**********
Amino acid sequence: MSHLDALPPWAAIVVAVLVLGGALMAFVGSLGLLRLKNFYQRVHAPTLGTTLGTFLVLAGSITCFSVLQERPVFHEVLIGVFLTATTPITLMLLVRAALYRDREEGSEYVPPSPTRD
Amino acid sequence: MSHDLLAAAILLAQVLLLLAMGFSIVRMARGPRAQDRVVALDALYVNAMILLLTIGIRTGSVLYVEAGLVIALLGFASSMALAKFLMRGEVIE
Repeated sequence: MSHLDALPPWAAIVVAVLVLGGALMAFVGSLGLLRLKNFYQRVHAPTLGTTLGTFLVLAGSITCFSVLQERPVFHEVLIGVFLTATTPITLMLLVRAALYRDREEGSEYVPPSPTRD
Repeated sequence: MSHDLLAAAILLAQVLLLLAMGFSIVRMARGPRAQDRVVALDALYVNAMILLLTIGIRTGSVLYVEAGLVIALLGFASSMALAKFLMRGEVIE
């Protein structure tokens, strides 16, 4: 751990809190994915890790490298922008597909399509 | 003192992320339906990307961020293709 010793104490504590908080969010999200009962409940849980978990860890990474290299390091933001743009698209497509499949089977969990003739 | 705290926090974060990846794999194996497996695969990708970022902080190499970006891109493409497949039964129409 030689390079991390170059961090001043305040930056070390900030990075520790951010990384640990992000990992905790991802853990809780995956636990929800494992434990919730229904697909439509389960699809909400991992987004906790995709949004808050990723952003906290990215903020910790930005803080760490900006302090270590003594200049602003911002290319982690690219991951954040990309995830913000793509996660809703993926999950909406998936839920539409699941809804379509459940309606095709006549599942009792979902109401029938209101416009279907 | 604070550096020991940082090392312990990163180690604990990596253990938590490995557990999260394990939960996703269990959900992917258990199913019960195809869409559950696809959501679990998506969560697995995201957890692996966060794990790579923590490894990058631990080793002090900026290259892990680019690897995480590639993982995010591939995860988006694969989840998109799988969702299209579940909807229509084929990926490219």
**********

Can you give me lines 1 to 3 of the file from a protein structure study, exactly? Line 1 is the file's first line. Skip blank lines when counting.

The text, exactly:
Amino acid sequence: MSHLDALPPWAAIVVAVLVLGGALMAFVGSLGLLRLKNFYQRVHAPTLGTTLGTFLVLAGSITCFSVLQERPVFHEVLIGVFLTATTPITLMLLVRAALYRDREEGSEYVPPSPTRD
Amino acid sequence: MSHDLLAAAILLAQVLLLLAMGFSIVRMARGPRAQDRVVALDALYVNAMILLLTIGIRTGSVLYVEAGLVIALLGFASSMALAKFLMRGEVIE
Repeated sequence: MSHLDALPPWAAIVVAVLVLGGALMAFVGSLGLLRLKNFYQRVHAPTLGTTLGTFLVLAGSITCFSVLQERPVFHEVLIGVFLTATTPITLMLLVRAALYRDREEGSEYVPPSPTRD